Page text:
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December 1972

The Influence of Laparotomy on Management Decisions in Hodgkin's Disease

Author Affiliations


From the Joint Center for Radiation Therapy; the Peter Bent Brigham Hospital; the New England Deaconess Hospital; the Beth Israel Hospital; the Boston Hospital for Women; and the departments of radiation therapy and medicine, Harvard Medical School, Boston.

Arch Intern Med. 1972;130(6):844-848. doi:10.1001/archinte.1972.03650060036006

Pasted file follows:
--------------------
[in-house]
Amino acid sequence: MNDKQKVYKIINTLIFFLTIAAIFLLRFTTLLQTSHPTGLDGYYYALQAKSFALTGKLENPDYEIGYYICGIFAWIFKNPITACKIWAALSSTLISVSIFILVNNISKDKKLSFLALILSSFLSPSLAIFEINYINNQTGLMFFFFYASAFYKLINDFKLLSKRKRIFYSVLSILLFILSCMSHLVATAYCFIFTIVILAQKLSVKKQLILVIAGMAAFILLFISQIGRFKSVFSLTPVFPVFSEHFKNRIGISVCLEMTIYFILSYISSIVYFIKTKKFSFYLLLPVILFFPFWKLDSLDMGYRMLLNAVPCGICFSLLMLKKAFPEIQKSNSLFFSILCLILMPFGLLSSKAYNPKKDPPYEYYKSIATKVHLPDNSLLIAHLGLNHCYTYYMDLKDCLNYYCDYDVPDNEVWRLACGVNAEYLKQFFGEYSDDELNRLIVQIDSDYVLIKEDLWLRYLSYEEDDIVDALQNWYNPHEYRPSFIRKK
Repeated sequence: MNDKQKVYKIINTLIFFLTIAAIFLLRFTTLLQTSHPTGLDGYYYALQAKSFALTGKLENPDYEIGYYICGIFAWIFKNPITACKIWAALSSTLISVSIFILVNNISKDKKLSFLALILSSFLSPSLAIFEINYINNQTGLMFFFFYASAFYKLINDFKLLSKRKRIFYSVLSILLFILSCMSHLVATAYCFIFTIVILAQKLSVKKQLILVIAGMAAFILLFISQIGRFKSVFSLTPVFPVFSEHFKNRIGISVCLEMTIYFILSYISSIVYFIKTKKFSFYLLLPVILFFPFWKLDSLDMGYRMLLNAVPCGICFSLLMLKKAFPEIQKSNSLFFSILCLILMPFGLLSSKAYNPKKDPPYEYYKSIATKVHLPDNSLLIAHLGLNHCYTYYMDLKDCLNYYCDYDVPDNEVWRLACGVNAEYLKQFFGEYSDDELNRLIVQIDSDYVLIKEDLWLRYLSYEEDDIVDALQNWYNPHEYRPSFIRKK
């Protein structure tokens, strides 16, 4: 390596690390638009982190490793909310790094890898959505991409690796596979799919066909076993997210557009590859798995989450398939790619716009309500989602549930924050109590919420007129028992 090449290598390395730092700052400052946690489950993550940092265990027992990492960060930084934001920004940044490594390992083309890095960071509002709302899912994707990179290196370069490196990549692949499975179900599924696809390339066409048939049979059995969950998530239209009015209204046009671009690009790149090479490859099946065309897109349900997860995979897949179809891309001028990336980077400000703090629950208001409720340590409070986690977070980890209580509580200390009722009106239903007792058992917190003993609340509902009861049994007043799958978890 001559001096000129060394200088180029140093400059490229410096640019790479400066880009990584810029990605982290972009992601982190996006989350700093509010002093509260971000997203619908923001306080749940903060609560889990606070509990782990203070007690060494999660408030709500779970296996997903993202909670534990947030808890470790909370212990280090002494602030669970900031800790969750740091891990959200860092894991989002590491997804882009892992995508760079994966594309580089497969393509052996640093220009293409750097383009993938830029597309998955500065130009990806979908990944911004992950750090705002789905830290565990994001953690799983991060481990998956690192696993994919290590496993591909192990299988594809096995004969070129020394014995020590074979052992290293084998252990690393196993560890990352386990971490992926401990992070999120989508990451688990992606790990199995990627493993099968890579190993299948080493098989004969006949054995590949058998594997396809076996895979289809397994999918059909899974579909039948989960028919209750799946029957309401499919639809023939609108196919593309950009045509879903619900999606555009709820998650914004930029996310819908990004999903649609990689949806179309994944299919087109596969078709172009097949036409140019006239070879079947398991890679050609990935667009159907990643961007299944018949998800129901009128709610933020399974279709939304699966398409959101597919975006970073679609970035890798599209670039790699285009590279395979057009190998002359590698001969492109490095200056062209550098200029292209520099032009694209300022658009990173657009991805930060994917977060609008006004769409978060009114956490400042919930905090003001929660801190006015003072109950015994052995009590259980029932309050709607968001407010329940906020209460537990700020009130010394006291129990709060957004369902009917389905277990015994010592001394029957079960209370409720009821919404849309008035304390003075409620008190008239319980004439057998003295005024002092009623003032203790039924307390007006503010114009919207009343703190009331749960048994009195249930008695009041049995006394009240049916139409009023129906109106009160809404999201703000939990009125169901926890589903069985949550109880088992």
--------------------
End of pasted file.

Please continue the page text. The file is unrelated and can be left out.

Fifty-four patients with Hodgkin's disease underwent laparotomy for splenectomy, wedge liver biopsy, and biopsies of intraabdominal lymph nodes. Preoperative disease staging was changed in 17 of the 54 patients (31.4%) because of findings at laparotomy. The plan for management prior to operation was altered in 20 patients (37%) as a consequence of the procedure. Ten patients received less nodal irradiation and two were given more than planned. Two patients had nodal irradiation rather than chemotherapy and four received cytotoxic drugs instead of x-ray therapy. Accuracy of preoperative diagnostic measures of intraabdominal disease was evaluated by laparotomy, and significant error was found in the clinical evaluation of disease below the diaphragm. Results of laparotomy with splenectomy, liver biopsy, and intraabdominal lymph node biopsies have a significant influence on management decisions in Hodgkin's disease patients.

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